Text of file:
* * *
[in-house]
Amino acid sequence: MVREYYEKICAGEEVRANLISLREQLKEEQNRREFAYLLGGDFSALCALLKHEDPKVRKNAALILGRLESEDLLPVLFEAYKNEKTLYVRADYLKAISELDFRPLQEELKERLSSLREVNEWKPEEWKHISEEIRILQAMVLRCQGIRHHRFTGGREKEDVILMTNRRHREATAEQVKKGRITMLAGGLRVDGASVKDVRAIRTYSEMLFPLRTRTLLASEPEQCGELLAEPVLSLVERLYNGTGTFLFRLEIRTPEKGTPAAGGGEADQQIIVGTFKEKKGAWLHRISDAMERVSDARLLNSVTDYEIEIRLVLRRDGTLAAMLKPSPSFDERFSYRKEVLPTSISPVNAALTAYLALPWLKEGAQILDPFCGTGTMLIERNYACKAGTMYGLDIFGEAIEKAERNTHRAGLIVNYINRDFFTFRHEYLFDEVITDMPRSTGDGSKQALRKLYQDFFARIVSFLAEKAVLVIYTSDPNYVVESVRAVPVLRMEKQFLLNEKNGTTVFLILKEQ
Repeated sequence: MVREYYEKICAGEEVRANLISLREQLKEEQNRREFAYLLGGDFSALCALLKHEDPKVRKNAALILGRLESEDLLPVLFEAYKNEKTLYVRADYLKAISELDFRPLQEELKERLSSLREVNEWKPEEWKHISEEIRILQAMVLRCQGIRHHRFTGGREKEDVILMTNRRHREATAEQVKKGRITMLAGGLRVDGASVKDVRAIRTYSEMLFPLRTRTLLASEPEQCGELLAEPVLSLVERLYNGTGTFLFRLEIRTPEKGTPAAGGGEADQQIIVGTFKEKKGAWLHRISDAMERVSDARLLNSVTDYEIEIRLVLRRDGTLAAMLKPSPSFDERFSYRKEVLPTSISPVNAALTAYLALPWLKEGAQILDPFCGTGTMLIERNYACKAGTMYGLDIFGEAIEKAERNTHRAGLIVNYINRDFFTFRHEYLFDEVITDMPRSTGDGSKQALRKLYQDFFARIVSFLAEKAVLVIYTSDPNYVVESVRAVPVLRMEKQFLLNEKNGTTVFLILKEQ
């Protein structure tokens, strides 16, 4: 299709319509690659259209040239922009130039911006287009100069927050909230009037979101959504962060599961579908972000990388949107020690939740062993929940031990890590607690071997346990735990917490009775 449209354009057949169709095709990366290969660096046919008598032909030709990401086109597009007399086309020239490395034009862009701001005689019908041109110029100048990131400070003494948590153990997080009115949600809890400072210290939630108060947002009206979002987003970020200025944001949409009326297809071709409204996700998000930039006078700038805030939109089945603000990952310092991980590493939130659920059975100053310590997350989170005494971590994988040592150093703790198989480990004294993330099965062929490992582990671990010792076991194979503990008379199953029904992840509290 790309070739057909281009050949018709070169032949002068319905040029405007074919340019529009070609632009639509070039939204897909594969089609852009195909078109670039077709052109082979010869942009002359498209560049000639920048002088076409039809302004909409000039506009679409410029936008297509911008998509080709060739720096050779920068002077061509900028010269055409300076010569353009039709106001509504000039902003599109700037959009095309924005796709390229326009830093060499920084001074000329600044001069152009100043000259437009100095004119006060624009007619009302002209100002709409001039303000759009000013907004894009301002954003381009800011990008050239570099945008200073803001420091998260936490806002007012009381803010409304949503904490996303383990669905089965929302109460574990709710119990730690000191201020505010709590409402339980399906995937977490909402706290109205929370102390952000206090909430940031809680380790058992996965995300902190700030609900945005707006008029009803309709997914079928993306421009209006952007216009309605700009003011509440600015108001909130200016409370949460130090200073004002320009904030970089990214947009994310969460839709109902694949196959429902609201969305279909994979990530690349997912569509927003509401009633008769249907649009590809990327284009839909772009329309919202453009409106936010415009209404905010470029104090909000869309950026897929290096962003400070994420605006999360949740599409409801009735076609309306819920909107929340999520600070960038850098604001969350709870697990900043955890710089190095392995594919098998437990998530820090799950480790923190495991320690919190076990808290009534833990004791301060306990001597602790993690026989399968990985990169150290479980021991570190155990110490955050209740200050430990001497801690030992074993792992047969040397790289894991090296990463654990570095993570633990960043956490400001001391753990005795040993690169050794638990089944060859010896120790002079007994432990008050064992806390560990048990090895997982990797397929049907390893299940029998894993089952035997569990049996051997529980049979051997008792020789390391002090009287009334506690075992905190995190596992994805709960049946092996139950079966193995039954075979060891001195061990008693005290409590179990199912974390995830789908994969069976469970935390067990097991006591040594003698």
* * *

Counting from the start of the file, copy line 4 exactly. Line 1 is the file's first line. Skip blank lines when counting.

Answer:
């Protein structure tokens, strides 16, 4: 299709319509690659259209040239922009130039911006287009100069927050909230009037979101959504962060599961579908972000990388949107020690939740062993929940031990890590607690071997346990735990917490009775 449209354009057949169709095709990366290969660096046919008598032909030709990401086109597009007399086309020239490395034009862009701001005689019908041109110029100048990131400070003494948590153990997080009115949600809890400072210290939630108060947002009206979002987003970020200025944001949409009326297809071709409204996700998000930039006078700038805030939109089945603000990952310092991980590493939130659920059975100053310590997350989170005494971590994988040592150093703790198989480990004294993330099965062929490992582990671990010792076991194979503990008379199953029904992840509290 790309070739057909281009050949018709070169032949002068319905040029405007074919340019529009070609632009639509070039939204897909594969089609852009195909078109670039077709052109082979010869942009002359498209560049000639920048002088076409039809302004909409000039506009679409410029936008297509911008998509080709060739720096050779920068002077061509900028010269055409300076010569353009039709106001509504000039902003599109700037959009095309924005796709390229326009830093060499920084001074000329600044001069152009100043000259437009100095004119006060624009007619009302002209100002709409001039303000759009000013907004894009301002954003381009800011990008050239570099945008200073803001420091998260936490806002007012009381803010409304949503904490996303383990669905089965929302109460574990709710119990730690000191201020505010709590409402339980399906995937977490909402706290109205929370102390952000206090909430940031809680380790058992996965995300902190700030609900945005707006008029009803309709997914079928993306421009209006952007216009309605700009003011509440600015108001909130200016409370949460130090200073004002320009904030970089990214947009994310969460839709109902694949196959429902609201969305279909994979990530690349997912569509927003509401009633008769249907649009590809990327284009839909772009329309919202453009409106936010415009209404905010470029104090909000869309950026897929290096962003400070994420605006999360949740599409409801009735076609309306819920909107929340999520600070960038850098604001969350709870697990900043955890710089190095392995594919098998437990998530820090799950480790923190495991320690919190076990808290009534833990004791301060306990001597602790993690026989399968990985990169150290479980021991570190155990110490955050209740200050430990001497801690030992074993792992047969040397790289894991090296990463654990570095993570633990960043956490400001001391753990005795040993690169050794638990089944060859010896120790002079007994432990008050064992806390560990048990090895997982990797397929049907390893299940029998894993089952035997569990049996051997529980049979051997008792020789390391002090009287009334506690075992905190995190596992994805709960049946092996139950079966193995039954075979060891001195061990008693005290409590179990199912974390995830789908994969069976469970935390067990097991006591040594003698």